civil unrest in america

In this Lesson – we will discuss 

Civil Unrest in America.

 

  • Discussion of Civil Unrest in America
  • What is Social Chaos / Civil Unrest
  • What are some of the causes of Social Chaos
  • The dangers associated with them
  • How to determine your RISK LEVEL of them

What is Social Chaos

 

It can go by many names:  Civil Disorder, Social Chaos, Riots, Public Demonstrations, Civil Unrest, Civil Strife….

It is a public demonstration by a group of people who want to send a message of displeasure to the government and/or the public overall.  These demonstrations can cause a breakdown of society and escalate into general chaos.

Bottom Line:  The people are not happy and they are letting everyone know about it.

 

Civil unrest is typically triggered by a combination of social and political problems resulting in public outrages, or protests, usually in the forms of: riots, strikes, uprisings, looting, street fighting, etc.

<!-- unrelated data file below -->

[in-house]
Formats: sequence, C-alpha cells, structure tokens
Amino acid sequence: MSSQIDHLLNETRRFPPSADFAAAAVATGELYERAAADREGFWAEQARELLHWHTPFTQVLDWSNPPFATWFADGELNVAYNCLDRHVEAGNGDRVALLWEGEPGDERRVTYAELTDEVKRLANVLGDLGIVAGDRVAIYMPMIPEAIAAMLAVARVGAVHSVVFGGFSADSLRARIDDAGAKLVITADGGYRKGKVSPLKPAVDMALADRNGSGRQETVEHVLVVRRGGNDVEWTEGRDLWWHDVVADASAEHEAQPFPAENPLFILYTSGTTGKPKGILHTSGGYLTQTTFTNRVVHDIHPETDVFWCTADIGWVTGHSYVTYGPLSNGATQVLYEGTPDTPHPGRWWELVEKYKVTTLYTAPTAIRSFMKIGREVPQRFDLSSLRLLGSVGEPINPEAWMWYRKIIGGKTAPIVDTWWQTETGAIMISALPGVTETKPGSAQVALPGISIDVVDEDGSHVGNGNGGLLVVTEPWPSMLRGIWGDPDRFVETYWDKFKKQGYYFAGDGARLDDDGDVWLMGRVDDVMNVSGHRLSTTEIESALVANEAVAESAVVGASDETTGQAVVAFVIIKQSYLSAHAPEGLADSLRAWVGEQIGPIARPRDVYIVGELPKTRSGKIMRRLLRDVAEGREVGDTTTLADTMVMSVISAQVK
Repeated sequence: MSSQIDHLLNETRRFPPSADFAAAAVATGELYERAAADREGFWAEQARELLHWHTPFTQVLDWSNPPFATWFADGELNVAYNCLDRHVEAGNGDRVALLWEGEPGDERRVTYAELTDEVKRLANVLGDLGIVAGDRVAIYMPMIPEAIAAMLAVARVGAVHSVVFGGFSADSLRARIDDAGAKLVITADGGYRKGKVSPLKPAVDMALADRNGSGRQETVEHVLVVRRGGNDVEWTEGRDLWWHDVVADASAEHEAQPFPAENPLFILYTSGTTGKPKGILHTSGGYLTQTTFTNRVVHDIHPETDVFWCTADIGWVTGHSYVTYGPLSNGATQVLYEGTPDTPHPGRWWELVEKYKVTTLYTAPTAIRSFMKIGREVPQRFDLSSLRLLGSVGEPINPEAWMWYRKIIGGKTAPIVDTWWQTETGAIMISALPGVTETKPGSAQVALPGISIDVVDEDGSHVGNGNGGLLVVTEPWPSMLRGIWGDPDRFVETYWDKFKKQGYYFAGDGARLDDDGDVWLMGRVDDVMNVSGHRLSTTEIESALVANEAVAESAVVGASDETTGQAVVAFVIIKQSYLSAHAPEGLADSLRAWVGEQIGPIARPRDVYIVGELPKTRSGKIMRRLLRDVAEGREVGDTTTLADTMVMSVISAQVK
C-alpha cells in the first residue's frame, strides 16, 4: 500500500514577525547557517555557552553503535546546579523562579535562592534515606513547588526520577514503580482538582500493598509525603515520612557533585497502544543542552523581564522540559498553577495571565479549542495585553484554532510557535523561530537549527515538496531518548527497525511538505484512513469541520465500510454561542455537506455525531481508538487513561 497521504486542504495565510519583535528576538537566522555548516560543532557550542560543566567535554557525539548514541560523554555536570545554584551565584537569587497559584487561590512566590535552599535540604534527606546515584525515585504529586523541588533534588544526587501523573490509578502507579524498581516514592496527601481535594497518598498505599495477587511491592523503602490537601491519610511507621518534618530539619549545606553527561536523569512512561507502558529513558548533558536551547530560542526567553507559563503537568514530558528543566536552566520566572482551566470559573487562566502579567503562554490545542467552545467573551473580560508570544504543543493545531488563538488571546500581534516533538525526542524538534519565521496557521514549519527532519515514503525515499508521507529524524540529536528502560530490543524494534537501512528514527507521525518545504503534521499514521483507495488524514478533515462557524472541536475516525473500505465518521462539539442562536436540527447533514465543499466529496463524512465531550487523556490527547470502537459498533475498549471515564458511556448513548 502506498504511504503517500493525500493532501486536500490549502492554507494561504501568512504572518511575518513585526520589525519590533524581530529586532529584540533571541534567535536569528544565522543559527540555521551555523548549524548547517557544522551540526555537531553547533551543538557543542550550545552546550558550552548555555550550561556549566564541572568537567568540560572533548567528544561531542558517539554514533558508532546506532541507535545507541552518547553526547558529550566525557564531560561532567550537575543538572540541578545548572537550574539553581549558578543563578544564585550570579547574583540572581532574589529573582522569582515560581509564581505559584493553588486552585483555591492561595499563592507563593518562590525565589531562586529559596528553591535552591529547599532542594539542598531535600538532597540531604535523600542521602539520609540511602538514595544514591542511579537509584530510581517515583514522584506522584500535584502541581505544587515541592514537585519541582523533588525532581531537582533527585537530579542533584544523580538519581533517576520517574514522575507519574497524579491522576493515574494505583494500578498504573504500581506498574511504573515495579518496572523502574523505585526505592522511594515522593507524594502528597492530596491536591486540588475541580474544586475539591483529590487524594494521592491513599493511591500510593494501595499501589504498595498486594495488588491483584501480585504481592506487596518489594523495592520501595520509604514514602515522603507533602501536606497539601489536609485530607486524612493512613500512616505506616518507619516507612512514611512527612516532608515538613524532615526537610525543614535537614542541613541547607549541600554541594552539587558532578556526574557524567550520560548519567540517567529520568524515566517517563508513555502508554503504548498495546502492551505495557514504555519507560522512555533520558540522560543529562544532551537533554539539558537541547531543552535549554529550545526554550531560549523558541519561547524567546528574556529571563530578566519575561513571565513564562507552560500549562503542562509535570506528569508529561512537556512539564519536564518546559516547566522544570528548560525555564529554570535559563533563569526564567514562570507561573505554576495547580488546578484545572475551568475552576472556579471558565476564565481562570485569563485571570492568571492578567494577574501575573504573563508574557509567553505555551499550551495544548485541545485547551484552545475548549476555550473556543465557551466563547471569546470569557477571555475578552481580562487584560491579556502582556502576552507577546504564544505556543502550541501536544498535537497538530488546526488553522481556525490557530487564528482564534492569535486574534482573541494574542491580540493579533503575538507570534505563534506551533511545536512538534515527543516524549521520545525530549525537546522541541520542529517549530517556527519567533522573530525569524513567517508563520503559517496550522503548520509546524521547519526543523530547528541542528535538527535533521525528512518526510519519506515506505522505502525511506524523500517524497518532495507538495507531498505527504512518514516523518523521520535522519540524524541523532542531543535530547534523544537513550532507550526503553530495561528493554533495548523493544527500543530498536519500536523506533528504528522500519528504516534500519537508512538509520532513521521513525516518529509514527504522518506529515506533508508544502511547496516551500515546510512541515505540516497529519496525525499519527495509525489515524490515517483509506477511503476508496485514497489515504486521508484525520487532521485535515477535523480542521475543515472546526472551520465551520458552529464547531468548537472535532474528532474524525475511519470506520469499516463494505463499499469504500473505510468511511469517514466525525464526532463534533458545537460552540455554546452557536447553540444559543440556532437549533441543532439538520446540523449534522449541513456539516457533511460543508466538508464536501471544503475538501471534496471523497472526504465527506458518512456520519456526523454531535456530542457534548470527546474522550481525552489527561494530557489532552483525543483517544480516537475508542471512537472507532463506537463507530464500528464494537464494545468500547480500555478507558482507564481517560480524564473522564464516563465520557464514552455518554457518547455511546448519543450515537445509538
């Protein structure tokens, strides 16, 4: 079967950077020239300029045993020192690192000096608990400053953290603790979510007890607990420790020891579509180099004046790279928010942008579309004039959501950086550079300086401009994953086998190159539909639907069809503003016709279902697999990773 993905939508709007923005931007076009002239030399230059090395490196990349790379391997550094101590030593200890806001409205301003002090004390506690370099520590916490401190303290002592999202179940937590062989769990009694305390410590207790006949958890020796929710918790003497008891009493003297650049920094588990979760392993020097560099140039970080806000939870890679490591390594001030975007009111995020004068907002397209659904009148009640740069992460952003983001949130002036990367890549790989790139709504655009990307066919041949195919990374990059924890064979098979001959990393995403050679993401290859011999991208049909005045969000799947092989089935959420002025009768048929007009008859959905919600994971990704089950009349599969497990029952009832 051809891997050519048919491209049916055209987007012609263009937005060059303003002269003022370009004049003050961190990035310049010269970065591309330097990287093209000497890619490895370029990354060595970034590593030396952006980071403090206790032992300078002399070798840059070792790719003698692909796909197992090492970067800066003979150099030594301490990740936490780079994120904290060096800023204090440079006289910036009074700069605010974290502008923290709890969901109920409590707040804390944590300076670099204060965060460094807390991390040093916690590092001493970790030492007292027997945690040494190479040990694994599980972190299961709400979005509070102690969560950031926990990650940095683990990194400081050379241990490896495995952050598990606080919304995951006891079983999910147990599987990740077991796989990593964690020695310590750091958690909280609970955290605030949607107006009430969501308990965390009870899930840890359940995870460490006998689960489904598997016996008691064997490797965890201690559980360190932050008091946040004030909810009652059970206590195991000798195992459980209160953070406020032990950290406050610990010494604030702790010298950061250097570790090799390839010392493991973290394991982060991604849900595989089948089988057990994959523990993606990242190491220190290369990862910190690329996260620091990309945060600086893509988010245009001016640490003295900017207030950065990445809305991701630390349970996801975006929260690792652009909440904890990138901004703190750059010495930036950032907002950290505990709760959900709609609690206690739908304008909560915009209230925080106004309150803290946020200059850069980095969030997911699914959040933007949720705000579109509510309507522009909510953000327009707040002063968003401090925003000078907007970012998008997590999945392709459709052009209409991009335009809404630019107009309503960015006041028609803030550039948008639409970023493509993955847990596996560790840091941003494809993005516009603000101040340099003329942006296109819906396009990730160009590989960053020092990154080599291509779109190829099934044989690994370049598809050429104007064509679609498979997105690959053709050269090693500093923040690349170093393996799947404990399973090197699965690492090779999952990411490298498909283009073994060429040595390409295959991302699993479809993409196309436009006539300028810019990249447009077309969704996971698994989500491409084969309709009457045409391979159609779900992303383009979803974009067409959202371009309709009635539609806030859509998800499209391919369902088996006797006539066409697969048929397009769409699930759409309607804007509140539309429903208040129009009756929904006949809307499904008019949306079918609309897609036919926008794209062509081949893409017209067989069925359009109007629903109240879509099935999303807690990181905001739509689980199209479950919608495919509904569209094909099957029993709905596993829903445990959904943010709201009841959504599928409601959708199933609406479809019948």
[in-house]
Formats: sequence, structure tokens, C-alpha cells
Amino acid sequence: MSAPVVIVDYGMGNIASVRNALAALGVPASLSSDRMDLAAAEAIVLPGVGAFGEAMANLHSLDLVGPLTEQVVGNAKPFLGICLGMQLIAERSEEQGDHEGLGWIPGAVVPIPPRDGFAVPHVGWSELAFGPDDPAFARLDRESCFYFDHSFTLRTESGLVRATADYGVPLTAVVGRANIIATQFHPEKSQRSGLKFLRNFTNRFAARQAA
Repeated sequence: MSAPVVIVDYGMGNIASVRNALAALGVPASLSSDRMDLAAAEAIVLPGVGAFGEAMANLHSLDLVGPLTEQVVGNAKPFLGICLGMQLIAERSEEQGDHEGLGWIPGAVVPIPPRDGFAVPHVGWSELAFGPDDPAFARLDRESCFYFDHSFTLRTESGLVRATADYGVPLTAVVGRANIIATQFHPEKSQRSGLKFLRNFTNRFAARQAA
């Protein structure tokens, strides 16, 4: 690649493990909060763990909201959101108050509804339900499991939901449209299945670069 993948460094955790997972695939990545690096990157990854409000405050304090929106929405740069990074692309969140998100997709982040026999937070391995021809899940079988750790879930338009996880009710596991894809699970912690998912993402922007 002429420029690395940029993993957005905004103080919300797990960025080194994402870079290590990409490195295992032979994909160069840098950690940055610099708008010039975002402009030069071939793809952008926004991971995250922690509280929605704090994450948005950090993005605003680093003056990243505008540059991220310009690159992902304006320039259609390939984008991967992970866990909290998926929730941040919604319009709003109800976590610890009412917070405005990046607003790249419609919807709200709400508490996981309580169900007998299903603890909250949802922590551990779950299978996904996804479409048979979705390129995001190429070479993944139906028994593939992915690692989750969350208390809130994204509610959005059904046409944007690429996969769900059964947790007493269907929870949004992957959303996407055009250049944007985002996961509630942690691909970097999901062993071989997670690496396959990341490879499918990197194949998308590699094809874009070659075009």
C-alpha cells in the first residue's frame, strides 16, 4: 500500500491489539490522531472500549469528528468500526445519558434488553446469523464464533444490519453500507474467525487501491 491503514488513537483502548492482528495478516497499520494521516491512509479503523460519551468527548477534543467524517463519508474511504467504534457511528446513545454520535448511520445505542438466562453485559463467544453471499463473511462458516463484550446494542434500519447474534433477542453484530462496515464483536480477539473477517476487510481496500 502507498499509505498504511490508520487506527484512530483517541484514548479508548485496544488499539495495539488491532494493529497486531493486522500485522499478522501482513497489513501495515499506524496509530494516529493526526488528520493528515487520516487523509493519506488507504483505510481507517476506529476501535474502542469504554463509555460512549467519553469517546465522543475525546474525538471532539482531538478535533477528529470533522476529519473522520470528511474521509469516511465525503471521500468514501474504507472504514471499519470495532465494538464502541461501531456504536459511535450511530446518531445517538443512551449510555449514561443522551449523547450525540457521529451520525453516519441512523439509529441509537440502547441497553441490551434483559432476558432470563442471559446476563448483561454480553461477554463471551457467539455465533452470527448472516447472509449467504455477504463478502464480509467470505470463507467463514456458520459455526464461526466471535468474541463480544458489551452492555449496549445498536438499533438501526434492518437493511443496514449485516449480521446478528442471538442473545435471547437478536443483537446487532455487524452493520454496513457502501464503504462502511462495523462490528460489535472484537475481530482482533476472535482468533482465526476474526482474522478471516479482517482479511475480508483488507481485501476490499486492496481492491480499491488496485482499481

These types of situations can get particularly ugly due to the motives that drive it: hate, resentment and fear.  These motivators are emotionally driven and will make people think and behave completely out of the norm.

They feel that they have been let down by the government and society.   How can the government and society sit back and allow what ever situation that has developed – happen?

The government is suppose to be protecting and treating their citizens fairly.   The government  does this by setting rules – laws.  The general public (society) becomes collateral-damage by allowing the government to do what it does.

When the people who are protesting,  see (or believe) that the government and society are not abiding by the rules, or when the general populace and government are not being negatively impacted by the rules like they are  –  then the protesters feel that the rules don’t apply to everyone – and therefore do not exist.

If everyone else is not being negatively impacted by the rules like we are – then there are no rules or the rules are not fair.  This mind set results in loss of control:  Rioting, looting, destruction of property, personal injury and even the taking of life is all justified.  There are no rules – there are no laws.  The only law in place is – there are no laws.  There is only chaos and panic.

 

What are some of the causes of Civil Unrest: